I am a little baffled at the February 26th column by Cory Fish on “Dark Stores” as I respect both him and Wisconsin Manufacturers and Commerce (WMC), and he usually makes better arguments.
First of all, the Dark Store legislation has support from a variety of interests, including the National Federation of Independent Businesses. I have run a real estate development company for thirty years. Moreover, I will put my conservative legislative record on protecting all taxpayers, whether residential or commercial, since 2011 up against anyone. Some small businesses are supportive of this proposal, so let’s get beyond the ad hominem and discuss the merits of the proposal. I hope the debate on this idea isn’t had on the battlefield of ominous references to “tax-payer funded lobbyists.”
In 2008, the Wisconsin Supreme Court ruled that leases tied to a piece of real property cannot be used in assessing its value. This was done, primarily, because even though such practices have been common in my career in real estate, the statutes didn’t specify leases must be considered in statute.
The issue of leases and income is important when one thinks about assessing fair market value. For many properties, such as a house, the highest and best use is as an owner occupied home. Owner occupied homes change hands frequently. Your realtor can give you a pretty good indication of what your house is worth because one can analyze that market.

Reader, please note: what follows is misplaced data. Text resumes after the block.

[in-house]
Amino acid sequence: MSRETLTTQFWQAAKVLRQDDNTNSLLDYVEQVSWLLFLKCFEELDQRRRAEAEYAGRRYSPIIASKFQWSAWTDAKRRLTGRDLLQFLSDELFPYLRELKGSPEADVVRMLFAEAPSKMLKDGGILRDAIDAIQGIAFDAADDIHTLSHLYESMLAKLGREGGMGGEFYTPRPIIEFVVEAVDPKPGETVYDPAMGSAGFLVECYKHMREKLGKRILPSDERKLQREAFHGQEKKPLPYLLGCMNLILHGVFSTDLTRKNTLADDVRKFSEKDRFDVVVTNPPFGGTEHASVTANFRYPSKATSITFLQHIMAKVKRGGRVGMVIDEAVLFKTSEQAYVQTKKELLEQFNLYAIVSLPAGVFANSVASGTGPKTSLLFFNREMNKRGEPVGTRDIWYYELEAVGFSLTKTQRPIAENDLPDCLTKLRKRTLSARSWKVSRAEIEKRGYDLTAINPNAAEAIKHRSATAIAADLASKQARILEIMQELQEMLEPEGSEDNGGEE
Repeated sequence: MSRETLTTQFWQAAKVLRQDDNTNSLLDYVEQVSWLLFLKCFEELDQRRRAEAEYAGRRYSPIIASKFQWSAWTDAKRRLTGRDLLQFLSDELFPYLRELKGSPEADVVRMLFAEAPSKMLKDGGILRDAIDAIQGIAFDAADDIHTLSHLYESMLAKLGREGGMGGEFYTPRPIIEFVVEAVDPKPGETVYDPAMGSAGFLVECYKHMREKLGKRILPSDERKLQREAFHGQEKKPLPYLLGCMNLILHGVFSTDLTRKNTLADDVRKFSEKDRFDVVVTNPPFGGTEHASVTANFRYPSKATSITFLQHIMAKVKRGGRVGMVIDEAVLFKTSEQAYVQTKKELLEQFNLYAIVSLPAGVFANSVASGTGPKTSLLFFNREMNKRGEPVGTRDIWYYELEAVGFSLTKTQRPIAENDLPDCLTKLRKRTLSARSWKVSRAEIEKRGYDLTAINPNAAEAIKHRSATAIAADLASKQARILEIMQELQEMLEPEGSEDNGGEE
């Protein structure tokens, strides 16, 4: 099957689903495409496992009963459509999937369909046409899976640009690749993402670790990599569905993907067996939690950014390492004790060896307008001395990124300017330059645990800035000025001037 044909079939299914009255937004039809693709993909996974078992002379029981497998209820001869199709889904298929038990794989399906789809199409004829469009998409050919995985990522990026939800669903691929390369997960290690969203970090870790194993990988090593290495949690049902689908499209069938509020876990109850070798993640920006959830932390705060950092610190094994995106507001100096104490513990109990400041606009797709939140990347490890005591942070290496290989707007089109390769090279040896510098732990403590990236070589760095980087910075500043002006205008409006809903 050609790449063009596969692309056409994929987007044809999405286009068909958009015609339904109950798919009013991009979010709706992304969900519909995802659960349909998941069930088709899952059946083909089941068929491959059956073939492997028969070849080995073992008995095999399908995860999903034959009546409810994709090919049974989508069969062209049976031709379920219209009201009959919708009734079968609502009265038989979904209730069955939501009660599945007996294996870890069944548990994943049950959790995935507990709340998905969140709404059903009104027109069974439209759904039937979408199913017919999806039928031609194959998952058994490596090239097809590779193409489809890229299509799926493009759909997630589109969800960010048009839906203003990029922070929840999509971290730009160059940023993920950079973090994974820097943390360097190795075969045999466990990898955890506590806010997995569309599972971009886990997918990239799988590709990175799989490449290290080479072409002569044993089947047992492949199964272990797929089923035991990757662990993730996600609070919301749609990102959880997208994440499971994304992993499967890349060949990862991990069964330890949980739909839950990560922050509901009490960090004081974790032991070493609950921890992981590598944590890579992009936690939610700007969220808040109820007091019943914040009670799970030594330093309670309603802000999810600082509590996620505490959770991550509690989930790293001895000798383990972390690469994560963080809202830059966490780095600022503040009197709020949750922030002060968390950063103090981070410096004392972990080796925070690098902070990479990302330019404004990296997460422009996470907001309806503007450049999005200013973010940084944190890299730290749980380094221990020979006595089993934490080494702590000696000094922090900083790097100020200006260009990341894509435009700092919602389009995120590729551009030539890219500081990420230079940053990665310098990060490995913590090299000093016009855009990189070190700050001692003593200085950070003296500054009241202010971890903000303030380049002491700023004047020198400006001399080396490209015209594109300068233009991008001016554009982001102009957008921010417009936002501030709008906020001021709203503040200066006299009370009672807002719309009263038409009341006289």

The same principles apply to income-generating commercial properties. The highest and best use of many commercial properties is their ability to generate income. This is the income from a lease going to the property owner, NOT the business success or acumen of the tenant business. The concept is similar to an investment decision you may make on buying a stock with a dividend or putting money in a CD – how much you are willing to pay up front for a future stream of income.
Income generating properties are sold on the open market and priced according to the amount and reliability of said income stream. A property owner shouldn’t pay taxes on a lower value presuming no income stream when the free market has determined its true worth by virtue of its income stream value to investors.
The claims about different valuations based upon mortgages or whether a home is vacant are beyond absurd and look to me like desperation scare tactics. The only way this bill could affect the property taxes on your home is a potential slight decrease if income generating properties were assessed properly and some of that burden was not being shifted to other real estate taxpayers.
As a businessman and homeowner, I don’t want to pay any more taxes than I must. I understand the desires of WMC and others who represent a particular subclass of business interests who benefit from the current tax law ruling.
However, Wisconsin should assess property based upon fair market value and let the chips fall where they may. That’s how it works for your home and small owner-occupied businesses, and that is how it should work for larger commercial properties as well.
Duey Stroebel (R-Cedarburg) represents the 20th Senate District.